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Marc

Receptacle taps

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I'm looking for an allowance to use 14 gauge taps (about 8 inches long) on a 20 amp multi-receptacle circuit, to tie-in the individual 15 amp receptacles.  I've heard of it before but I'd like to confirm it.  I've an upcoming job involving a complete rewire of all general-purpose receptacle boxes on a house.  I'd much rather use 14 gauge to ease the installation.

I can't find a clear allowance for it in the NEC.  All I can find is 210.19 (A) (4), which is freaking ambiguous.

Anyone?

Edited by Marc

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I've never heard of such an allowance except from uninformed doofuses. 

There's nothing in 210.19 that would allow this. 

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You could replace the 20 amp breaker with a 15, but that would likely be seen as a downgrade.

In my part of Canada, for general convenience outlets, we generally use 15 amp circuits and #14 wire with a maximum of 12 duplex outlets or light fixtures per circuit.

For a 20 amp circuit, the max goes up to 16.

This is in the CEC, so is completely irrelevant to y'all. But is a good design guideline to follow.

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Thanks Guys.  Feels good to get that straightened out.

I'm replacing back-stabs with screw connections, feed-thru with taps and replacing wire nuts with Alumicons on the 4 receps within a small bedroom to see if this combination will work before I do the rest of the house (general purpose wall receptacles only).  This 18 yr old house has voltage drops as high as 18% that sometime dropped to just under 100 volts under 15 amp load.  That's about 300 watts of power lost, mostly within recep boxes.

Two sparkies accepted the job (one is sole Alumicon specialist in my area) then dropped out before they started, so I'm doing it.

I know about the COI here but it's a fire hazard and these clients and I have tried for over 2 months to get someone else to do it.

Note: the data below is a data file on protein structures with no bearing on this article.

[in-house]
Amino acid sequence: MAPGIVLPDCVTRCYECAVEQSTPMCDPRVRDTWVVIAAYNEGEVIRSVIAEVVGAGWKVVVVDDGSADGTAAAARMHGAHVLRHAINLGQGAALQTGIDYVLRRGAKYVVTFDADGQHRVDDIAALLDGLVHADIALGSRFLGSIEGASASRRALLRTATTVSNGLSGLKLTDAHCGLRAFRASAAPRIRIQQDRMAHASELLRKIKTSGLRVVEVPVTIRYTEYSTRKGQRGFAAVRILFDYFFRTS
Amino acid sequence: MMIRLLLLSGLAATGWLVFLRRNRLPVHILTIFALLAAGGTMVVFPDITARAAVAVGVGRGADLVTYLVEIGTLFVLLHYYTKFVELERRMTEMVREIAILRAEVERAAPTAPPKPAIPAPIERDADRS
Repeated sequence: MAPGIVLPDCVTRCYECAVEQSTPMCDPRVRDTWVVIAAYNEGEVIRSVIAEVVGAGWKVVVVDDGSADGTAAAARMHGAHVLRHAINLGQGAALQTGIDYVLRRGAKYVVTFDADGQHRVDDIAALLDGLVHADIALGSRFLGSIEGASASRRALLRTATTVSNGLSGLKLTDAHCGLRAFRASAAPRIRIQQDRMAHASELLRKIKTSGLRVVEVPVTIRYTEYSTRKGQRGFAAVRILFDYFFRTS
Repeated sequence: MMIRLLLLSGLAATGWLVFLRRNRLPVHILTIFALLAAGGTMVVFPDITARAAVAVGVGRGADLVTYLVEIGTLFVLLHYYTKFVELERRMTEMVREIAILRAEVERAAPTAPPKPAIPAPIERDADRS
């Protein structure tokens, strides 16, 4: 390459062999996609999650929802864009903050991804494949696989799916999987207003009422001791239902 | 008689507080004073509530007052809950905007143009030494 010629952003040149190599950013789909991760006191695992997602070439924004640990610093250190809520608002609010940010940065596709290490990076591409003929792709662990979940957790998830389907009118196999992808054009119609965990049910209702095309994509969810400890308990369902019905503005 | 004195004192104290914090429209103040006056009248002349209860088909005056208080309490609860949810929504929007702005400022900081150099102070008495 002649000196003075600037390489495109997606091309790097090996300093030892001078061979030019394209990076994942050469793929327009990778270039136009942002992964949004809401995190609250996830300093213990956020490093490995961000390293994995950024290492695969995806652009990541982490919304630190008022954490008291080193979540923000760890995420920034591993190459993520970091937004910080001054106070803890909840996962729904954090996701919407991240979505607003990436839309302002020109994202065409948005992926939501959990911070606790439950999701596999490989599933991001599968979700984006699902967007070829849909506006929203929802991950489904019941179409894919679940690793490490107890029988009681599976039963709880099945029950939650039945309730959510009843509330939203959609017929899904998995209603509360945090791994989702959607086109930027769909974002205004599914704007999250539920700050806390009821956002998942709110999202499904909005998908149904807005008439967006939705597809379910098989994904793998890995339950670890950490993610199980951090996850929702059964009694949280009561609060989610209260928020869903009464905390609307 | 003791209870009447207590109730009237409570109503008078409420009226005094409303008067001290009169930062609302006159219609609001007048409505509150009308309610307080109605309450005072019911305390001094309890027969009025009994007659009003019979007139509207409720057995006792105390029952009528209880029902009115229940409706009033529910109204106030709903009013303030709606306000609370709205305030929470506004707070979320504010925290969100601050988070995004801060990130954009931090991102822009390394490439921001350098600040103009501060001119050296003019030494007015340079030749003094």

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An 18 year old house has aluminum wiring?

Skip the pigtails and pass thru the screw termination on devices rated for aluminum wire. You'll have a better shot at getting it all to fit in the box.

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My limited experience with Alumicon connectors is that they take up less space than what I had feared. they are actually pretty easy to work with and accommodate inside standard boxes.

 

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6 hours ago, Tom Raymond said:

An 18 year old house has aluminum wiring?

Skip the pigtails and pass thru the screw termination on devices rated for aluminum wire. You'll have a better shot at getting it all to fit in the box.

No.  No aluminum here.  Just bad connections in the receptacle strings.  They add up as you progress downstream.  I figure if Alumicons can fix aluminum connections then they might well fix other poor connection issues as well.

By using taps instead of pass-thru, only the Alumicons interrupt the circuits and they are supposed to be very good connections.

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I bet you will find back stabbed connections are the problem, if what you say, they did not install pigtails, and are feeding the circuit through the back-stabbed receptacles.

Good Marrette-type wire nuts work fine if they are sized correctly and installed right. Connecting more than 3 wires, you will sometimes get one strand that doesn't get crimped by the nut. But you know all this. Good luck with the project.

Edited by John Kogel

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11 hours ago, John Kogel said:

I bet you will find back stabbed connections are the problem, if what you say, they did not install pigtails, and are feeding the circuit through the back-stabbed receptacles.

Good Marrette-type wire nuts work fine if they are sized correctly and installed right. Connecting more than 3 wires, you will sometimes get one strand that doesn't get crimped by the nut. But you know all this. Good luck with the project.